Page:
Thrice have proven themselves to be one of the most promising new bands out there today. Their unique blend of emo/hardcore and Maidenesque metal is always compelling, and never disappoints. After being completely bowled over by their last release, “The Illusion of Safety”, I wondered if they could ever top such an immaculate collection of music. Well, with “The Artist in the Ambulance”, Thrice may very well have done that very thing.I have noticed that many have accused Thrice of “selling out”. They have joined Island records, and as such are no longer “indie”, and that combined with their recent break into the mainstream has led many to shun them, and dismiss this album as a sellout. However, this is nothing but a short-sighted, narrow-minded jump to conclusions, and couldn’t be further from the truth. First of all, who cares how “indie” something is? Since when does a band have to be “indie” to be good? One listen to this CD will surely confirm that Thrice have stuck to their guns, and haven’t compromised their creativity a bit. Rather than dumbing their music down to the mainstream (as many may have expected), they have developed and refined it, and it’s only made them better. The guitar work is even tighter than before, Riley’s drumming is even more interesting and complex, and Eddie is coming along nicely as a bassist. But if anybody really stands out, it’s Dustin. As good as his vocals were before, they’re even more amazing now. His clean vocals are smoother, and his screams more aggressive. The power and raw emotion that has always heavily manifested itself in their music has been increased tenfold here. From the slow crunching riffs of “Silouette” to the rapid-fire attack of “Under a Killing Moon”, to the lighter catchiness of the title track, every song hits like a ton of bricks. And, those complex rhythms in “Paper Tigers” will assure you that these guys are far more than some “whiny emo band”. It’s a bit difficult to describe the songs here, or on any Thrice album, because one of the most interesting characteristics of their music is that they can pack such a large amount of diversity into a 2-3 minute song. There’s so much going on that you can barely even comprehend it, leaving you to merely sit in inferior awe. I really can’t even begin to describe how fantastic this album is. You’ve just gotta hear it yourself. With the possible exception of Maiden’s “Dance of Death”, I have not heard a better album this year. Thrice are true artists, whose genius should set the standard for popular music as we know it. They deserve every ounce of recognition they get.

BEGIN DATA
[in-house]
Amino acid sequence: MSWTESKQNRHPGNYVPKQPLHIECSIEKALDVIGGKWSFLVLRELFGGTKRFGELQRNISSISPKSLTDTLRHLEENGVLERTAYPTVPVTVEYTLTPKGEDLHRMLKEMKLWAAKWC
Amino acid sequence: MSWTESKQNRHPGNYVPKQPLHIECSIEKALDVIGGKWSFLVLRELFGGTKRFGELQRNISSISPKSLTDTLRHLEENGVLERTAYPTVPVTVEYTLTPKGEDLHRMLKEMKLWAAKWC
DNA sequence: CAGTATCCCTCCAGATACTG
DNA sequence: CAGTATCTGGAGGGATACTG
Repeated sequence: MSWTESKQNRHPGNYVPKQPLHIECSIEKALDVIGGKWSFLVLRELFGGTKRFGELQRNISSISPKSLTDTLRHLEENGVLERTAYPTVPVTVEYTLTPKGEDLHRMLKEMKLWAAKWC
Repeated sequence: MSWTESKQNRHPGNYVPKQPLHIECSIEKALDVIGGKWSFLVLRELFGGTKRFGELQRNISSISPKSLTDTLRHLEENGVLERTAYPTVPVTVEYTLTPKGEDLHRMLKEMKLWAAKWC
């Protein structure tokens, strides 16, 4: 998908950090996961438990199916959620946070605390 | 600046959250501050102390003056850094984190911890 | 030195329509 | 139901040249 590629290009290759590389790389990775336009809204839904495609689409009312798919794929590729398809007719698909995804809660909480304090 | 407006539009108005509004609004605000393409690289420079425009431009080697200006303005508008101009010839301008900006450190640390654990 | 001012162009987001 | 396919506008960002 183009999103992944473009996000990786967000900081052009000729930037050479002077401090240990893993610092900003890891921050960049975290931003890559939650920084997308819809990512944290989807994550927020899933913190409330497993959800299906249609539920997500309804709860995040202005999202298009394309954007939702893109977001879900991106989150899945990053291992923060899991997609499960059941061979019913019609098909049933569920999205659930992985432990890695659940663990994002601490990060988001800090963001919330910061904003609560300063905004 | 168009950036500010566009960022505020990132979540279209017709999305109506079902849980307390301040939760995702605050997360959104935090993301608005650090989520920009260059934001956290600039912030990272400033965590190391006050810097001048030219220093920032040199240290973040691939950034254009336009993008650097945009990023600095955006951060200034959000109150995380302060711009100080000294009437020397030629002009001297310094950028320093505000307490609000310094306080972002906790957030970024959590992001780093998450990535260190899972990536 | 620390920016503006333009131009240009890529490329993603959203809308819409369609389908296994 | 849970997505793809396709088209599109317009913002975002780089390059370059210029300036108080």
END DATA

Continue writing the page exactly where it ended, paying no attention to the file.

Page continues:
Like many other albums with staying power, Thrice’s third full-length release, “The Artist In The Ambulance,” takes some time to fully understand and appreciate it as the amazing body of work it is. Thrice are easily one of the most original bands making music out there today. Although they seem to be, unfortunately, lumped in with the emo explosion, they are more about fusing melody with classic hardcore and heavy metal influences. Frontman Dustin Kensrue’s empowering words are emphasized by his confident and obviously well-trained vocals. This album is all about the lyrics, and most of what is presented here is of a positive and uplifting nature. Teppei Teranishi is fastly becoming one of my favorite guitarists. He can definitely hang with the best of them and really gives Thrice their signature sound. Everyone who knows of Thrice are more than likely familiar with the two singles, “All That’s Left” and “Stare At The Sun.” The former is a fast-paced anthem, while the latter is a more somber, emotionally charged piece, being one of the many bright spots of the album (and is, incidentally, my favorite of the bunch). The rest of the songs all pretty much fit somewhere in the middle, with the highlights being “Paper Tigers,” “Under A Killing Moon,” “Don’t Tell and We Won’t Ask” and the title track. With this album, Thrice have created their best music yet, and have evolved a bit since “The Illusion Of Safety” and “Identity Crisis.” It is also their first major label release, and surprisingly, they come out of everything with integrity intact. Everything you love about heavy music is here. If you like intelligence with your metal, Thrice will be right up your alley. Expect big things for them with their next album, they are too good to be overlooked.